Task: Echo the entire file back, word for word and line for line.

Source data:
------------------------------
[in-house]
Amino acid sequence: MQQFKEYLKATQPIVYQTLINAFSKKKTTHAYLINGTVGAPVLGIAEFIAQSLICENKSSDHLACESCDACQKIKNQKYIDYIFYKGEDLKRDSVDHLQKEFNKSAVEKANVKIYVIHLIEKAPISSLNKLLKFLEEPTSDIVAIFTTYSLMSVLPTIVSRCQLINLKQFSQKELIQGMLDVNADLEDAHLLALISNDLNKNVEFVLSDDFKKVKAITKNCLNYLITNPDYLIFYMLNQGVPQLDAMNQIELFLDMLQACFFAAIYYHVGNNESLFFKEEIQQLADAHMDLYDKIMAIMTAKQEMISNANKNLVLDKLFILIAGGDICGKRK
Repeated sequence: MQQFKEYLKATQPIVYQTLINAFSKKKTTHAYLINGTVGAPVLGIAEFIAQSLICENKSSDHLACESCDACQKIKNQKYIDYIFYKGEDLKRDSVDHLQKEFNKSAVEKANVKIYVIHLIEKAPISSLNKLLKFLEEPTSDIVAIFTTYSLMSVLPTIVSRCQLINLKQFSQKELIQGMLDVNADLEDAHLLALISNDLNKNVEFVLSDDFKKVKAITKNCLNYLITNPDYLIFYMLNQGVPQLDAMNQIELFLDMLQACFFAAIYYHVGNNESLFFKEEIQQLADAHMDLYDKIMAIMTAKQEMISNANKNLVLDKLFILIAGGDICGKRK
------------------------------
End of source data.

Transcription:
[in-house]
Amino acid sequence: MQQFKEYLKATQPIVYQTLINAFSKKKTTHAYLINGTVGAPVLGIAEFIAQSLICENKSSDHLACESCDACQKIKNQKYIDYIFYKGEDLKRDSVDHLQKEFNKSAVEKANVKIYVIHLIEKAPISSLNKLLKFLEEPTSDIVAIFTTYSLMSVLPTIVSRCQLINLKQFSQKELIQGMLDVNADLEDAHLLALISNDLNKNVEFVLSDDFKKVKAITKNCLNYLITNPDYLIFYMLNQGVPQLDAMNQIELFLDMLQACFFAAIYYHVGNNESLFFKEEIQQLADAHMDLYDKIMAIMTAKQEMISNANKNLVLDKLFILIAGGDICGKRK
Repeated sequence: MQQFKEYLKATQPIVYQTLINAFSKKKTTHAYLINGTVGAPVLGIAEFIAQSLICENKSSDHLACESCDACQKIKNQKYIDYIFYKGEDLKRDSVDHLQKEFNKSAVEKANVKIYVIHLIEKAPISSLNKLLKFLEEPTSDIVAIFTTYSLMSVLPTIVSRCQLINLKQFSQKELIQGMLDVNADLEDAHLLALISNDLNKNVEFVLSDDFKKVKAITKNCLNYLITNPDYLIFYMLNQGVPQLDAMNQIELFLDMLQACFFAAIYYHVGNNESLFFKEEIQQLADAHMDLYDKIMAIMTAKQEMISNANKNLVLDKLFILIAGGDICGKRK